They anchored in the harbour of Rochelle opposite Marant. Some 200 adventurers, without waiting for high water, got into their boats as soon as the tide served, and so entered that town. The watch from the castle, seeing the fleet arrive, and the boats making for the river, blew the alarm, and the inhabitants lost no time in removing their best effects into the castle; " and well for them," says the chronicler, " that they did so, otherwise they would have lost all. When they saw the English at their heels, they left the rest, and thought only of saving themselves. The invaders immediately fell to pillage, as for pillage they were come; and little they found there except large empty chests : but of corn, bacon, and other provisions, they found good store, and more than 400 pipes of wine, in guard of which seasonable supply they determined to remain there that night. On the morrow the main force landed, leaving the great ships, which could not approach the shore, at anchor, with 100 men-at-arms, and 200 archers, to protect them. They encamped between Marant and Rochelle, which was four short leagues distant. The news soon spread ; and not the open country only, but the towns and castles were alarmed, and kept good watch ; and the villagers began to take flight and remove their goods into the woods, or wherever they could, with all speed.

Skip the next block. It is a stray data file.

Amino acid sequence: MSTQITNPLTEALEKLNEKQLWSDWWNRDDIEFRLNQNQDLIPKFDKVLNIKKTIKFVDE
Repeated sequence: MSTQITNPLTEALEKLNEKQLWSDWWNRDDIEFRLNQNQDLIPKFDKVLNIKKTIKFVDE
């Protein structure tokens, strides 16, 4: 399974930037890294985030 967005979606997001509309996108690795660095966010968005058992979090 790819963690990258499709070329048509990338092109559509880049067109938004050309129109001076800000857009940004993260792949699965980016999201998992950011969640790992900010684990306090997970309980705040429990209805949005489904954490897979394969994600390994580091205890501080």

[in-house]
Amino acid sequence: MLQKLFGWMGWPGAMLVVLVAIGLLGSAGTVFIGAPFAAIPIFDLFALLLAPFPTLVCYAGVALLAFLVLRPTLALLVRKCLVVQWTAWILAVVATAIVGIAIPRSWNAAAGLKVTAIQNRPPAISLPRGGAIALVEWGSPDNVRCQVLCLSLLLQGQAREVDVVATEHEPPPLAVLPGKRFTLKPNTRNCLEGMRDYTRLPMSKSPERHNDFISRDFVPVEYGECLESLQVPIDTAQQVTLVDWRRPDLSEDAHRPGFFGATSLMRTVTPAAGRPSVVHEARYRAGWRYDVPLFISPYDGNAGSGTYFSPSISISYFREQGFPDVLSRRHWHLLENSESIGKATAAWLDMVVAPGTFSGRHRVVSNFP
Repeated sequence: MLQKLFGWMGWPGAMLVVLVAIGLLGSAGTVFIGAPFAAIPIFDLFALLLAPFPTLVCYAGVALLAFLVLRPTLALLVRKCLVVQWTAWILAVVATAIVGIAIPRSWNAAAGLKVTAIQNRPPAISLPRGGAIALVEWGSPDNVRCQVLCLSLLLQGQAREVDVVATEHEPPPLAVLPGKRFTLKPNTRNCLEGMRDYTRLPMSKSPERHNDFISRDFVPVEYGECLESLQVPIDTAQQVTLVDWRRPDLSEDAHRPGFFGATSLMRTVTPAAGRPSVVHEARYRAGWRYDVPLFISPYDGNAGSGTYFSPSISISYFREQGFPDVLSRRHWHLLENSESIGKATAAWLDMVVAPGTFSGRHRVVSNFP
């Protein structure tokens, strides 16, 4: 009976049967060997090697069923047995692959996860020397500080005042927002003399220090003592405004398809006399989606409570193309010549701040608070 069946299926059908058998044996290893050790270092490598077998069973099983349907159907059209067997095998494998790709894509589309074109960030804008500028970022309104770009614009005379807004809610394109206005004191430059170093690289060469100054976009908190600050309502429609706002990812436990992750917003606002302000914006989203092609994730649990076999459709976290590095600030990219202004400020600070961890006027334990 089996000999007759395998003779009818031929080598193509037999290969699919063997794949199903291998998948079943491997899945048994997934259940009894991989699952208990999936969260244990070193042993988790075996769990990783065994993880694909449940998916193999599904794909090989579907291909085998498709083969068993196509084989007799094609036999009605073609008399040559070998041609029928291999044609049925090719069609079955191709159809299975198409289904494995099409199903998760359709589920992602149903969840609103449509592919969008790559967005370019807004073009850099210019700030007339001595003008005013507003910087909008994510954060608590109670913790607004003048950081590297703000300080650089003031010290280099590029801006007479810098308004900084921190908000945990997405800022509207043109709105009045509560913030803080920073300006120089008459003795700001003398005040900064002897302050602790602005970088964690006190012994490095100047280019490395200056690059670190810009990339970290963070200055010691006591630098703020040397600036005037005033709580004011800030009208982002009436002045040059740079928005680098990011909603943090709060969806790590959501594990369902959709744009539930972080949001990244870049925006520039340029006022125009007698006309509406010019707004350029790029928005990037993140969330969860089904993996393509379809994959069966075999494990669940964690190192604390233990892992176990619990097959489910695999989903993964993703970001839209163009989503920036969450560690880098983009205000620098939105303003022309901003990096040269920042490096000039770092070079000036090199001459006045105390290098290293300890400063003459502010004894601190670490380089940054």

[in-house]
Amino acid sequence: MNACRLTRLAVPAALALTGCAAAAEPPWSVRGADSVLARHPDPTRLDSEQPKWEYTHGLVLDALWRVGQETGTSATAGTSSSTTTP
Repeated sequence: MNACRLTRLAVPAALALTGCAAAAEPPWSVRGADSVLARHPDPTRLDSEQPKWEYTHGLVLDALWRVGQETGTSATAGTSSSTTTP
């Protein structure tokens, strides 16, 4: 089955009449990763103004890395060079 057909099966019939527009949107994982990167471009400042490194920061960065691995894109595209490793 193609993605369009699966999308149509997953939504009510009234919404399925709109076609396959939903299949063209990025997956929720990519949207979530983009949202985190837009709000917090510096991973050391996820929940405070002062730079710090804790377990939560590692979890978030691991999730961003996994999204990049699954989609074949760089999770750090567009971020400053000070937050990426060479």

If the English had been provided with horses, they might have overrun the country, for it was altogether unprepared for defence. Though an enemy’s fleet had so long been lying off the coast, there was no commander in the province. The seneschals were not in their respective districts ; the barons and knights, who might have brought together a sufficient force to have encountered these invaders, looked only each to the preservation of his own; the people followed their example, hastening only to gather in the harvest, and secure it where they could; and if there were any who were disposed to take the lead for the defence of the land, they were distracted between the alarm of the debarkment and that which Perrot le Bearnois excited by his incursions. The seneschal of Rochelle was employed by the duke of Berry at a distance; but there were two brave knights in the town, by name messire Pierre de Jouy and messier Taillepie, whom the seneschal had left to perform his functions during his absence. Rochelle was a populous, place : these knights called together the mayor and the principal inhabitants, and said to them, " Sirs, we must go look at these Englishmen in their lodging, and give them a welcome; for which they shall either pay us,.or we will pay them ! We shall be blamed if we let them remain there at their ease. And there is one point which is right good for us ; they have no horses ; they are men of the sea, and we are well mounted. We will send our arbalisters before, to wake them with their quarrels, and, when they have done this, to return. The English will issue out against them on foot: we will let the arbalisters pass into the town, and receive the enemy at the spear’s point; and, being on horseback, we shall have them at such vantage that we may do them great hurt." The proposal was thought good, and, before daybreak on the morrow, some 1200 arbalisters and tall men sallied from Rochelle; while the horsemen, 300 in number, made ready to follow and support them. The plan was not so well laid but that the English, if they had had any initimation or suspicion thereof, might have laid an ambush and cut off the whole party. There was a want of due vigilance in the English camp: strict watch was kept there during the night; but no sooner had the sun risen (and this was at the beginning of August), than, as if all danger of a sudden attack were over, the sentinels went to their quarters, where the army lay upon straw, in huts constructed of green boughs. They were roused there by a shower of viretons from the cross-bows: six discharges the enemy made, which rattled through the boughs, and wounded many, before the English knew that the enemy were upon them. They were presently upon their feet: the arbalisters retreated as they as they had been instructed, and more than apace when they saw with what alacrity the men whom they had thus roused came out against them, for they feared the English arrows. The horsemen covered the retreat, falling back as fast as they could, while making head against an eager enemy. Arundel, himself, was foremost in the pursuit, with about 400 men-at-arms, each having " his spear in hand, or on his neck; the two knights, at whose advice the sally had been made, did their devoir in presenting themselves to the brunt of the danger, and both narrowly escaped death just as they reached the barriers. Pierre de Jouy had his horse killed under him there, and was with great difficulty drawn in by his people. Taillepie was pierced through the thigh with a spear, and wounded with an arrow through his bacinet, and the horse which bore him into the town fell there dead under him. About forty were slain or wounded there; but the townsmen " got above the gate, and by the stones which they cast down, and by their guns, prevented the English from pursuing their advantage farther." [3]